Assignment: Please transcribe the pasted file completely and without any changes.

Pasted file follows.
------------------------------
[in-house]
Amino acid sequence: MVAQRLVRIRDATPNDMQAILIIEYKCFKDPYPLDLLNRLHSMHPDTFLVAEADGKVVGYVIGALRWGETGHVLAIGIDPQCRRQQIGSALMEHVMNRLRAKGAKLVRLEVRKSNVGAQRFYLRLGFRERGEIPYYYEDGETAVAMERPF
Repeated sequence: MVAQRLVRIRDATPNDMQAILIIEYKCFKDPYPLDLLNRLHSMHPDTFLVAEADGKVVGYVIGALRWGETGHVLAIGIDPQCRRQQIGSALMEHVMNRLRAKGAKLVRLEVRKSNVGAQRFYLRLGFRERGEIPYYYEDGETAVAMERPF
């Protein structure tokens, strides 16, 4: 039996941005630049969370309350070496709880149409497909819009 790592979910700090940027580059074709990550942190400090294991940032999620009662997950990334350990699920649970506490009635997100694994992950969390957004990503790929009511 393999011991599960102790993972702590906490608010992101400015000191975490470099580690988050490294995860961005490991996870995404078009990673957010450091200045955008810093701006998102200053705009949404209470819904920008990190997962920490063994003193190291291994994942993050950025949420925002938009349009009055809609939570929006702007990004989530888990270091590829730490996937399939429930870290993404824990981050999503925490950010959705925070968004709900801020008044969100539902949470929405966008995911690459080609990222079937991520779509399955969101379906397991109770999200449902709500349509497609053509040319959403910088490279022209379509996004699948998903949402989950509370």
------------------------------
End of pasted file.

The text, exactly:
[in-house]
Amino acid sequence: MVAQRLVRIRDATPNDMQAILIIEYKCFKDPYPLDLLNRLHSMHPDTFLVAEADGKVVGYVIGALRWGETGHVLAIGIDPQCRRQQIGSALMEHVMNRLRAKGAKLVRLEVRKSNVGAQRFYLRLGFRERGEIPYYYEDGETAVAMERPF
Repeated sequence: MVAQRLVRIRDATPNDMQAILIIEYKCFKDPYPLDLLNRLHSMHPDTFLVAEADGKVVGYVIGALRWGETGHVLAIGIDPQCRRQQIGSALMEHVMNRLRAKGAKLVRLEVRKSNVGAQRFYLRLGFRERGEIPYYYEDGETAVAMERPF
């Protein structure tokens, strides 16, 4: 039996941005630049969370309350070496709880149409497909819009 790592979910700090940027580059074709990550942190400090294991940032999620009662997950990334350990699920649970506490009635997100694994992950969390957004990503790929009511 393999011991599960102790993972702590906490608010992101400015000191975490470099580690988050490294995860961005490991996870995404078009990673957010450091200045955008810093701006998102200053705009949404209470819904920008990190997962920490063994003193190291291994994942993050950025949420925002938009349009009055809609939570929006702007990004989530888990270091590829730490996937399939429930870290993404824990981050999503925490950010959705925070968004709900801020008044969100539902949470929405966008995911690459080609990222079937991520779509399955969101379906397991109770999200449902709500349509497609053509040319959403910088490279022209379509996004699948998903949402989950509370």